In 2019, the Washington legislature enacted a bill requiring insurers on the state’s health insurance exchange to offer plans with standardized benefit designs, beginning in 2021. Colorado and Maryland are considering similar requirements. As these and other states consider the option of standardized health plans, they can benefit from the experiences of California, the District of Columbia (D.C.), Connecticut, Massachusetts, New York, Oregon, and Vermont, all of which require insurers to offer standardized benefit designs. This Expert Perspective outlines benefits and risks of plan standardization, and raises critical questions that states will need to consider, and offers a decision roadmap for states implementing a standardized benefit design requirement.
Implementing the ASAM Criteria for SUD Treatment through Medicaid Managed Care
Rachel Isaacson, Ellie Shea-Delaney and Beth Waldman, Bailit Health
As the opioid epidemic continues, Medicaid programs across the country are increasingly taking on more responsibility to provide beneficiaries with substance use disorder (SUD) treatment, including inpatient treatment. One strategy states are using is applying for an SUD Section 1115 Demonstration waiver (SUD waiver) from the Centers for Medicare & Medicaid Services (CMS) to expand Medicaid-funded treatment options. Some states with approved SUD waivers have formally implemented the American Society for Addiction Medicine (ASAM) Criteria to promote consistency in client placement for SUD treatment.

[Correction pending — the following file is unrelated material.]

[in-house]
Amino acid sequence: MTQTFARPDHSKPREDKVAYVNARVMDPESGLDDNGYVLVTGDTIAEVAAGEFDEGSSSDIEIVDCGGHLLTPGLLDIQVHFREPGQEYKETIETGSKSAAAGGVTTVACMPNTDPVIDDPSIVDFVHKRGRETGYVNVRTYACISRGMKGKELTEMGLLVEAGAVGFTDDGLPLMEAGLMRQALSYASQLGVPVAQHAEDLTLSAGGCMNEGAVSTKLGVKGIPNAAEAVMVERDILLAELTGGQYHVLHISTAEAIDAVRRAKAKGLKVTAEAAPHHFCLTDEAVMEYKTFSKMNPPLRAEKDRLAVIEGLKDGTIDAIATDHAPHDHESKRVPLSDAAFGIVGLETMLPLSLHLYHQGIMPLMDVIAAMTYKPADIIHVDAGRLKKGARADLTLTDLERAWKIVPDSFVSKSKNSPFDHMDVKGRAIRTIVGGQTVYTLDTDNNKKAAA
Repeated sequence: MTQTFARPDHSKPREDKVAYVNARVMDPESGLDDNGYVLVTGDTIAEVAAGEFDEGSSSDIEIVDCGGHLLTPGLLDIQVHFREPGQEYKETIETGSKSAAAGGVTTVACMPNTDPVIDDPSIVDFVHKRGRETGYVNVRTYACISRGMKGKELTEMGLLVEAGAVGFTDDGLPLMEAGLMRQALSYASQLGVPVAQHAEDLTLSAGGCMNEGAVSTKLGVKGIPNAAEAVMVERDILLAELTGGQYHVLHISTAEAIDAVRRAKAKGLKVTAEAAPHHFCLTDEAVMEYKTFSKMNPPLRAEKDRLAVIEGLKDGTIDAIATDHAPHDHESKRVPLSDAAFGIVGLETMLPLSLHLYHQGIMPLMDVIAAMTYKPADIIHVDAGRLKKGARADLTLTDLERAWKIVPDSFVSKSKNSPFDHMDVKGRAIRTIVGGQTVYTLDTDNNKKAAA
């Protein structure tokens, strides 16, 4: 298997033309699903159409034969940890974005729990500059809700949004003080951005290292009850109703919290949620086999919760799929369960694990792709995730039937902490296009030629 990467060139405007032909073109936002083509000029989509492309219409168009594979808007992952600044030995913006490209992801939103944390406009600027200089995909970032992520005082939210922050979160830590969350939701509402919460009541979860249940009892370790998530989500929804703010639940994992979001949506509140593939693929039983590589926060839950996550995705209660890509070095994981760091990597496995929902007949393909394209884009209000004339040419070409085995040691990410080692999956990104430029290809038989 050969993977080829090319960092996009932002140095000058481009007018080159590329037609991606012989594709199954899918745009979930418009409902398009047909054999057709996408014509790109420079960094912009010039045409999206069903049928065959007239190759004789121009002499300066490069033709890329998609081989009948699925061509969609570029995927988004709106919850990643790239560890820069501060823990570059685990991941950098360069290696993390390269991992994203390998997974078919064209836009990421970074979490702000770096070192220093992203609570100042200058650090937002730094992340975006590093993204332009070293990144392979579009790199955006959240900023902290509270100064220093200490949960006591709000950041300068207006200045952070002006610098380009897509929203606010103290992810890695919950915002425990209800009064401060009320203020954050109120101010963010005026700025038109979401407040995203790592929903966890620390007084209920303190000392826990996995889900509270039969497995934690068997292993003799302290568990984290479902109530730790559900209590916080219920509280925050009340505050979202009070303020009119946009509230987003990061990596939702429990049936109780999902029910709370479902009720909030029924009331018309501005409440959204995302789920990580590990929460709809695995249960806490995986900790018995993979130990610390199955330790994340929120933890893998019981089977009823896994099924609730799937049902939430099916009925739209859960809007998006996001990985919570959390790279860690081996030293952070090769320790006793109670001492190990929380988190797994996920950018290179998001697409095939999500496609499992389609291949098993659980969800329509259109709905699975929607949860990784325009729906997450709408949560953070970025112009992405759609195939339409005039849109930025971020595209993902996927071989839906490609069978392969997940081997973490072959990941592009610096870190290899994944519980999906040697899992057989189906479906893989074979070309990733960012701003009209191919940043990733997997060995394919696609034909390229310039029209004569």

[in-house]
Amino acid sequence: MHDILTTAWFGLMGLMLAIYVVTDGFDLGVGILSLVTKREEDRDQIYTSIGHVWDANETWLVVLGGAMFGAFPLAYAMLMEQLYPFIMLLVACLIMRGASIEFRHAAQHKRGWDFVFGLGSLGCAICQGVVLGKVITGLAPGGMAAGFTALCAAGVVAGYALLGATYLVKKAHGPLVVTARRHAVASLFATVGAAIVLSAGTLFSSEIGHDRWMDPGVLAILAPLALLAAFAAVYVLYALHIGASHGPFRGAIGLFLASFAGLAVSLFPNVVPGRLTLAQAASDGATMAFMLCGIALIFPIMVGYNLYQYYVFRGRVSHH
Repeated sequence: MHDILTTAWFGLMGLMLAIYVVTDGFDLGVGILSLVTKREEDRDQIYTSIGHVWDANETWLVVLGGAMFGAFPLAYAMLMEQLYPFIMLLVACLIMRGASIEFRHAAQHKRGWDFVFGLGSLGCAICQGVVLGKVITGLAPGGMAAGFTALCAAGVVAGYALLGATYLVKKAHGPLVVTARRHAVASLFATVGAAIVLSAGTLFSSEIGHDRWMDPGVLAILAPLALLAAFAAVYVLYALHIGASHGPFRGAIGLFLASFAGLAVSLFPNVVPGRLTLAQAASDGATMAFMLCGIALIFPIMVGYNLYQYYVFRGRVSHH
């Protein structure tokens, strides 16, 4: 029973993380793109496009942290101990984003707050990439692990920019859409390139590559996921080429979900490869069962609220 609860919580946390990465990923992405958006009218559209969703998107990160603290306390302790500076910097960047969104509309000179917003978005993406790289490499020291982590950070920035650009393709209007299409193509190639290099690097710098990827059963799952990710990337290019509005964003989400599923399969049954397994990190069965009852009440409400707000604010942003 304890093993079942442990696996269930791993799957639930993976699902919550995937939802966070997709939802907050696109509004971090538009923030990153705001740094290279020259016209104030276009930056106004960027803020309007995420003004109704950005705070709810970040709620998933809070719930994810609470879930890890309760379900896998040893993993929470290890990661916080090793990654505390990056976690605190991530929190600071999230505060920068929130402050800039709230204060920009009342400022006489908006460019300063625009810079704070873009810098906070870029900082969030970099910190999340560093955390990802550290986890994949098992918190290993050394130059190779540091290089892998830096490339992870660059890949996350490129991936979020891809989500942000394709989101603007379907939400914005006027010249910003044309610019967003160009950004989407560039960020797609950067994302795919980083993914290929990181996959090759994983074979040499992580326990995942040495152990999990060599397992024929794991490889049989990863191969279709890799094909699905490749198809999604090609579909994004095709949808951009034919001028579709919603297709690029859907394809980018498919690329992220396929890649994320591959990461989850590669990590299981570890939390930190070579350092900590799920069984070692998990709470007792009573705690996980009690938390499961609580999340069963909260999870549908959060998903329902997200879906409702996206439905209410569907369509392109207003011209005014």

The ASAM Criteria is a clinically driven multidimensional client assessment model that emphasizes treatment outcomes, client-specific lengths of service, and a team-based approach to care. This issue brief draws from the experiences of states that were among the first to implement their SUD waivers to profile how the ASAM Criteria is used within the context of managed care and utilization review, and the challenges and best practices associated with its use.